Dogs with Allergies & Sensitivities - Proflax

Dogs with Allergies & Sensitivities

Possibly one of the most common ailments that we find in the dog world – some dogs just seem to react to everything!

Is this possible?  Or is there something else going on?  Let’s take a look and consider some top nutritional tips to support your dog’s health. 

What is an allergy?

An allergy is an unnecessary immune response to an innocuous substance.  True allergies are often fatal.  

More often than not we are faced with sensitivities – which are still an immune response.  

What is the immune system?

The purpose of the immune system is to defend itself and keep microorganisms like bacteria, viruses, and fungi out of the body and then destroy any if they happen to get in.

It has three lines of defence.  

The innate immune system provides the first line of defence; broadly divided into physical/chemical barriers.  

The physical barriers include the skin and the lining of the digestive and respiratory tract.  You can think of the body like a sausage; the skin, keeps everything in, but also things out.  

Chemical barriers include tears and saliva along with gastric acid.  But also, the microbiome – which is the community of microbes found in the mouth, lungs, gut and on the skin.  

We then have the innate immune system – which is for want of a better phrase a row of white blood cells (and other participants) that engulf and destroy invaders.  

The third defence is acquired or adaptive immunity – this is the memory bank.  The cells involved in this response help the body remember antigens that it has encountered before – so it can mount a quicker response before the harmful pathogen causes any damage.  

The immune system is trained to recognise its own cells as self and leave them to do their jobs.  It is trained to recognise anything that isn’t self and attack it.  

When it works, it works brilliantly and, well, us and our dogs survive.

But, it can get a little too enthusiastic and start responding to things it doesn’t really need to.  There are a number of reasons for this.  

Generally, allergies and sensitivities are associated with poor barrier function; so there may be damaged or broken skin, a poor microbiome, or damage to the integrity of the gut.

Think of it like an army.  If you have a row of soldiers who are standing shoulder to shoulder, you stand a good chance against the enemy.  Once soldiers start falling, opportunities arise for the enemy to get through.  

When skin is damaged, antigens spot their opportunity and sneak in through the gaps.  The same occurs in the gut.  Cells sit tightly together, but when cell integrity fails, under digested food particles and pathogens see their opportunity and sneak out into circulation.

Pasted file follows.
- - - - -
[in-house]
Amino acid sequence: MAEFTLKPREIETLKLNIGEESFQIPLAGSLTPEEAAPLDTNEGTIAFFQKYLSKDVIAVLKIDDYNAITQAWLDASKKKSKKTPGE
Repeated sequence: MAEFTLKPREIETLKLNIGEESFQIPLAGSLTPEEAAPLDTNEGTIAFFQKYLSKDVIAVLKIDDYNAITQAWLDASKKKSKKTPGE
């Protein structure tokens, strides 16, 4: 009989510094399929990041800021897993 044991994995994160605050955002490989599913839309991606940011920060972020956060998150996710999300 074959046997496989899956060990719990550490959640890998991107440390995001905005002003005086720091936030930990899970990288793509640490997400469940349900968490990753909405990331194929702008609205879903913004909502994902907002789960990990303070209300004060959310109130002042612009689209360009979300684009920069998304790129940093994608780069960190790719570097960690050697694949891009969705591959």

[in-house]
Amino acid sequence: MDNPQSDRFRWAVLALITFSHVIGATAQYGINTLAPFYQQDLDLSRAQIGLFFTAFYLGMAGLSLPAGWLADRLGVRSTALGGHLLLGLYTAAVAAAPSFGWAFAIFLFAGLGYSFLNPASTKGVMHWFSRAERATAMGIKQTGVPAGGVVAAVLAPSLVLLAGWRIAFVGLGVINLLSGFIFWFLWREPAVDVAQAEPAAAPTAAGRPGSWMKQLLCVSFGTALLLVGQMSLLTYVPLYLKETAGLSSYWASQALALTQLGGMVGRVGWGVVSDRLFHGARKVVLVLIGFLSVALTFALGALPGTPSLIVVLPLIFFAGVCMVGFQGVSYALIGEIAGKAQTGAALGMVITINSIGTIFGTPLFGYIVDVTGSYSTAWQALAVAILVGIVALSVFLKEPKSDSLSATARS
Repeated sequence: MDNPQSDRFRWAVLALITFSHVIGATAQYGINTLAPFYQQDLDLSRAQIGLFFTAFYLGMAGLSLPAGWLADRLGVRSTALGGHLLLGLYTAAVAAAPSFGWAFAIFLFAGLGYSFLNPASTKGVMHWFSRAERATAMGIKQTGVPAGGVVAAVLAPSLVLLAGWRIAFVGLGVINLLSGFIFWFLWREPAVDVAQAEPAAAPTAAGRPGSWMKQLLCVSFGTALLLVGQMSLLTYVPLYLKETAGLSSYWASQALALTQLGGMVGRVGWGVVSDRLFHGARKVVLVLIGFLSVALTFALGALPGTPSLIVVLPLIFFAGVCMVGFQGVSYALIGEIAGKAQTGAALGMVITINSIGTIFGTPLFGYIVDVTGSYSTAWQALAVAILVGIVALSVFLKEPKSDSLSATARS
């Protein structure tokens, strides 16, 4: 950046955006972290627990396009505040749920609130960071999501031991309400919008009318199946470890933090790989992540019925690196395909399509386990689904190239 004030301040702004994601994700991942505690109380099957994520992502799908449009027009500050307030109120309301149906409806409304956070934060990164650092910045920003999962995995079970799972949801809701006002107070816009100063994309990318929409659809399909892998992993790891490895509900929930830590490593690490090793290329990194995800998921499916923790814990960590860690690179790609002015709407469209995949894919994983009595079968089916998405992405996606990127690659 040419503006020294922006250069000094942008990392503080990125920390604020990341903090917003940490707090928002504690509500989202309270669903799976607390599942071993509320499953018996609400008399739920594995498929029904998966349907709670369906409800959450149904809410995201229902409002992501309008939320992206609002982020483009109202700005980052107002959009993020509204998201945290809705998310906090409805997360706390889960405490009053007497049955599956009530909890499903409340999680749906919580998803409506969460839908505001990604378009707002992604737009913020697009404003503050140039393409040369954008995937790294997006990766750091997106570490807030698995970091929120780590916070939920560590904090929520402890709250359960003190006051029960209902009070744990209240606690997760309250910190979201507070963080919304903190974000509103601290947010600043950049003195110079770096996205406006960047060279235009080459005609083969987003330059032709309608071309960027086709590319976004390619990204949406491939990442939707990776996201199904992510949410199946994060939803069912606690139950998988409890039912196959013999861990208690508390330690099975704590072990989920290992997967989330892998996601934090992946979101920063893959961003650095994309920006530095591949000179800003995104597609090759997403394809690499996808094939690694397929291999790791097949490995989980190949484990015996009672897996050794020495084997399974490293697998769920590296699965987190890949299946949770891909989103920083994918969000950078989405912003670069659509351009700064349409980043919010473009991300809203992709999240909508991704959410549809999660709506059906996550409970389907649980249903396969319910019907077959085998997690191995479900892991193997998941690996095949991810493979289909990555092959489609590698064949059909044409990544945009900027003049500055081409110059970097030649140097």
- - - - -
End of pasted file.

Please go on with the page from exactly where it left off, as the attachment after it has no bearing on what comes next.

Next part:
The immune system spots these particles – realises they shouldn’t be there, so mounts a response.  Inflammation is a key part of this response.  

The issue is when the barrier remains compromised, more particles sneak through and so you end up in a chronic state of inflammation.  

Barrier dysfunction can occur for a number of reasons:

  • Genes
  • Microbiome dysbiosis
  • Long-term use of medication 
  • Toxins
  • Environmental exposure

But the more inflammatory compounds you have, the more anti-inflammatory compounds you will need.  You will also have a heightened need for compounds that break down inflammatory molecules like histamine.  

It is clear that those suffering with allergic disease will have a higher baseline of histamine, and so clearance of this is important.  

Top Tips to Support a Dog with Sensitivities:

Avoiding triggers where possible!

Support barrier function – skin health is essential.  Nutrients key in skin health can be found in our blog here: 

Support gut health - more and more data is linking gut health to allergic disease.  Maintaining gut integrity is key, as is supporting the health of the microbiome.  

What can skew microbiome balance?

  • Undigested food – often a result of poor function in the digestive system
  • Overuse of medications/antibiotics
  • Decreased gastric acid (from PPI or antihistamine use)
  • Decreased pancreatic function
  • Motility disorders
  • Anatomical abnormalities
  • Toxin exposure – cleaning products, flea/worm treatments
  • Urban living

Aid clearance of histamine – B vitamins are important in supporting the clearance of histamine and are found in meat, eggs, fish and leafy green vegetables.  It also pays to avoid loading histamine rich foods during acute flares; so avoid fermented foods or those that have been stored for a period of time.  

Support anti-inflammatory pathways – inflammation is a necessary response, but like everything, too much can be a bad thing!  To reign the immune response back in, it sends anti-inflammatory messages.  But sometimes, the anti-inflammatory messages get lost in the inflammatory ones.  So we need to make the anti-inflammatory ones a little bigger and louder.  Omega-3 and 6 fatty acids are great inflammation modulators.  

But it’s about balance, many commercial diets are higher in omega-6, so ensure you are adding omega-3 to the bowl.  Oily fish is a great addition, for examples sprats, sardines and mackerel. 

Allergies and sensitivities can be incredibly difficult to tackle; symptoms are simply that.  It’s really about looking at what is going on in the body for this response to occur. 


Written by Lisa Hannaby - Bsc. Psych. Hons, MSc Human Nutrition


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